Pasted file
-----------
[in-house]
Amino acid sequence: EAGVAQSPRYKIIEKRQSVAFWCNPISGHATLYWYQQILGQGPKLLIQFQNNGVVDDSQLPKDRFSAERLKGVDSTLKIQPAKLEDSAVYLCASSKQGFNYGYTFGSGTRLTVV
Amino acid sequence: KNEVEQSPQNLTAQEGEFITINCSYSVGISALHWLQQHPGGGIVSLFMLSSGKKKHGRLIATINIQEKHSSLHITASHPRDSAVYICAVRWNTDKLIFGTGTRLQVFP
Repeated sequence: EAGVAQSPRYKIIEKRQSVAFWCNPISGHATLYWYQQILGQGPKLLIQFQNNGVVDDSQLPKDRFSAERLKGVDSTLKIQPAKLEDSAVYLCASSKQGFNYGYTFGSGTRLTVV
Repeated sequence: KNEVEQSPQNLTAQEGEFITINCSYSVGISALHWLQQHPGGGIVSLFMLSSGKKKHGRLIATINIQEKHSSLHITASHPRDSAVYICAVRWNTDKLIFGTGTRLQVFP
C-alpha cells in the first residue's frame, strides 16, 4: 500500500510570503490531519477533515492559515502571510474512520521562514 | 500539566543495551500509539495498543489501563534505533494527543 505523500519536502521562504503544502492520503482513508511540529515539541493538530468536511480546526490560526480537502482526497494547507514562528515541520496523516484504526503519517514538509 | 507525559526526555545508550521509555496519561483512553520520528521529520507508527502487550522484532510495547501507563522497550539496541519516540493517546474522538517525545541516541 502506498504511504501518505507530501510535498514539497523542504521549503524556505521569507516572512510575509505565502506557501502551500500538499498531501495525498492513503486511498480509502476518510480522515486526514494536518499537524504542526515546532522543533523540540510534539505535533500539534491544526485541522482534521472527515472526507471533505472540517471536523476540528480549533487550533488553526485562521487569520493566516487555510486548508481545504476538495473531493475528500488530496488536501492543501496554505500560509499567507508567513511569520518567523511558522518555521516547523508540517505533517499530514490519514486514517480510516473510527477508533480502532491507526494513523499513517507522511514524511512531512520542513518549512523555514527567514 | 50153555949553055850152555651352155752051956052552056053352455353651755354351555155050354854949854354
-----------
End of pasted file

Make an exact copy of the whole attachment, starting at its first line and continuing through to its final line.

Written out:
[in-house]
Amino acid sequence: EAGVAQSPRYKIIEKRQSVAFWCNPISGHATLYWYQQILGQGPKLLIQFQNNGVVDDSQLPKDRFSAERLKGVDSTLKIQPAKLEDSAVYLCASSKQGFNYGYTFGSGTRLTVV
Amino acid sequence: KNEVEQSPQNLTAQEGEFITINCSYSVGISALHWLQQHPGGGIVSLFMLSSGKKKHGRLIATINIQEKHSSLHITASHPRDSAVYICAVRWNTDKLIFGTGTRLQVFP
Repeated sequence: EAGVAQSPRYKIIEKRQSVAFWCNPISGHATLYWYQQILGQGPKLLIQFQNNGVVDDSQLPKDRFSAERLKGVDSTLKIQPAKLEDSAVYLCASSKQGFNYGYTFGSGTRLTVV
Repeated sequence: KNEVEQSPQNLTAQEGEFITINCSYSVGISALHWLQQHPGGGIVSLFMLSSGKKKHGRLIATINIQEKHSSLHITASHPRDSAVYICAVRWNTDKLIFGTGTRLQVFP
C-alpha cells in the first residue's frame, strides 16, 4: 500500500510570503490531519477533515492559515502571510474512520521562514 | 500539566543495551500509539495498543489501563534505533494527543 505523500519536502521562504503544502492520503482513508511540529515539541493538530468536511480546526490560526480537502482526497494547507514562528515541520496523516484504526503519517514538509 | 507525559526526555545508550521509555496519561483512553520520528521529520507508527502487550522484532510495547501507563522497550539496541519516540493517546474522538517525545541516541 502506498504511504501518505507530501510535498514539497523542504521549503524556505521569507516572512510575509505565502506557501502551500500538499498531501495525498492513503486511498480509502476518510480522515486526514494536518499537524504542526515546532522543533523540540510534539505535533500539534491544526485541522482534521472527515472526507471533505472540517471536523476540528480549533487550533488553526485562521487569520493566516487555510486548508481545504476538495473531493475528500488530496488536501492543501496554505500560509499567507508567513511569520518567523511558522518555521516547523508540517505533517499530514490519514486514517480510516473510527477508533480502532491507526494513523499513517507522511514524511512531512520542513518549512523555514527567514 | 50153555949553055850152555651352155752051956052552056053352455353651755354351555155050354854949854354